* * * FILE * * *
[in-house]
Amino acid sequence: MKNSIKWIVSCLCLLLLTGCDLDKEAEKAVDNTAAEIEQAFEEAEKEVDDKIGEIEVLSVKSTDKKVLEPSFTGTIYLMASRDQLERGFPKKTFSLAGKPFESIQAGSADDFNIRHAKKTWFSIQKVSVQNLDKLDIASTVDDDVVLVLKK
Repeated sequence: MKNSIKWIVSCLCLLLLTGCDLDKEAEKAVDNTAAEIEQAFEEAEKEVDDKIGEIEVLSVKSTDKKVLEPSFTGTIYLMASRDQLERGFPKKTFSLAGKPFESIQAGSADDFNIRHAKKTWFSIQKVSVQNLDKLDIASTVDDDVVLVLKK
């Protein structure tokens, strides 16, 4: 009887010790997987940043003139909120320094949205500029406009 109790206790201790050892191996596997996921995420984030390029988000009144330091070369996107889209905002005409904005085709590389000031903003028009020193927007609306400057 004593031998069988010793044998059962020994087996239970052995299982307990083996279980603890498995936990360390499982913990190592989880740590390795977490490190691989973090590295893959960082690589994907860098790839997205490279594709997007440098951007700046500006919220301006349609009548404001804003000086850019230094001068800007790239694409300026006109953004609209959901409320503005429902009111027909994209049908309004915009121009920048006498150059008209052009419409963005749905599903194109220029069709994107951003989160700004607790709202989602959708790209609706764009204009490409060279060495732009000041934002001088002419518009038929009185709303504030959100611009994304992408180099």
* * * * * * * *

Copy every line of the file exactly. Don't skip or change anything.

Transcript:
[in-house]
Amino acid sequence: MKNSIKWIVSCLCLLLLTGCDLDKEAEKAVDNTAAEIEQAFEEAEKEVDDKIGEIEVLSVKSTDKKVLEPSFTGTIYLMASRDQLERGFPKKTFSLAGKPFESIQAGSADDFNIRHAKKTWFSIQKVSVQNLDKLDIASTVDDDVVLVLKK
Repeated sequence: MKNSIKWIVSCLCLLLLTGCDLDKEAEKAVDNTAAEIEQAFEEAEKEVDDKIGEIEVLSVKSTDKKVLEPSFTGTIYLMASRDQLERGFPKKTFSLAGKPFESIQAGSADDFNIRHAKKTWFSIQKVSVQNLDKLDIASTVDDDVVLVLKK
């Protein structure tokens, strides 16, 4: 009887010790997987940043003139909120320094949205500029406009 109790206790201790050892191996596997996921995420984030390029988000009144330091070369996107889209905002005409904005085709590389000031903003028009020193927007609306400057 004593031998069988010793044998059962020994087996239970052995299982307990083996279980603890498995936990360390499982913990190592989880740590390795977490490190691989973090590295893959960082690589994907860098790839997205490279594709997007440098951007700046500006919220301006349609009548404001804003000086850019230094001068800007790239694409300026006109953004609209959901409320503005429902009111027909994209049908309004915009121009920048006498150059008209052009419409963005749905599903194109220029069709994107951003989160700004607790709202989602959708790209609706764009204009490409060279060495732009000041934002001088002419518009038929009185709303504030959100611009994304992408180099």